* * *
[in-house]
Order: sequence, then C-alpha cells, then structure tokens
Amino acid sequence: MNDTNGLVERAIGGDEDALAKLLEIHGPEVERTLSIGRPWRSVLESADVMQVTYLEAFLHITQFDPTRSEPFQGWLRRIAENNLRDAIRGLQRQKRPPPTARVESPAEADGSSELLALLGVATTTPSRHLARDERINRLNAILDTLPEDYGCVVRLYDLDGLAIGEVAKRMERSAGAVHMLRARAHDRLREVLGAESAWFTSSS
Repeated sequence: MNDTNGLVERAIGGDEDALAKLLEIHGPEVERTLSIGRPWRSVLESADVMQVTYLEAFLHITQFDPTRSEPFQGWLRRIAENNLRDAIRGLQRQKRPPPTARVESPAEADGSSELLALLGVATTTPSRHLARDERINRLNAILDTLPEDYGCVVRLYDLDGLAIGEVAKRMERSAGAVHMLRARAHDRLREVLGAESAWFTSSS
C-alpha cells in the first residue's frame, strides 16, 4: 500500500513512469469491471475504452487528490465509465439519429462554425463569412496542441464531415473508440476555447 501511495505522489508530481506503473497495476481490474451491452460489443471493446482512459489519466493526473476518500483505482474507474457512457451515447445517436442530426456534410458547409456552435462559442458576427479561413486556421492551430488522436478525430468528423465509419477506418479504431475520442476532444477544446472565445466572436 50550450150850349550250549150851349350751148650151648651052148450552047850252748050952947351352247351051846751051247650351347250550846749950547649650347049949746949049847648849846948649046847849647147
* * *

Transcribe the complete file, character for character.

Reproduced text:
[in-house]
Order: sequence, then C-alpha cells, then structure tokens
Amino acid sequence: MNDTNGLVERAIGGDEDALAKLLEIHGPEVERTLSIGRPWRSVLESADVMQVTYLEAFLHITQFDPTRSEPFQGWLRRIAENNLRDAIRGLQRQKRPPPTARVESPAEADGSSELLALLGVATTTPSRHLARDERINRLNAILDTLPEDYGCVVRLYDLDGLAIGEVAKRMERSAGAVHMLRARAHDRLREVLGAESAWFTSSS
Repeated sequence: MNDTNGLVERAIGGDEDALAKLLEIHGPEVERTLSIGRPWRSVLESADVMQVTYLEAFLHITQFDPTRSEPFQGWLRRIAENNLRDAIRGLQRQKRPPPTARVESPAEADGSSELLALLGVATTTPSRHLARDERINRLNAILDTLPEDYGCVVRLYDLDGLAIGEVAKRMERSAGAVHMLRARAHDRLREVLGAESAWFTSSS
C-alpha cells in the first residue's frame, strides 16, 4: 500500500513512469469491471475504452487528490465509465439519429462554425463569412496542441464531415473508440476555447 501511495505522489508530481506503473497495476481490474451491452460489443471493446482512459489519466493526473476518500483505482474507474457512457451515447445517436442530426456534410458547409456552435462559442458576427479561413486556421492551430488522436478525430468528423465509419477506418479504431475520442476532444477544446472565445466572436 50550450150850349550250549150851349350751148650151648651052148450552047850252748050952947351352247351051846751051247650351347250550846749950547649650347049949746949049847648849846948649046847849647147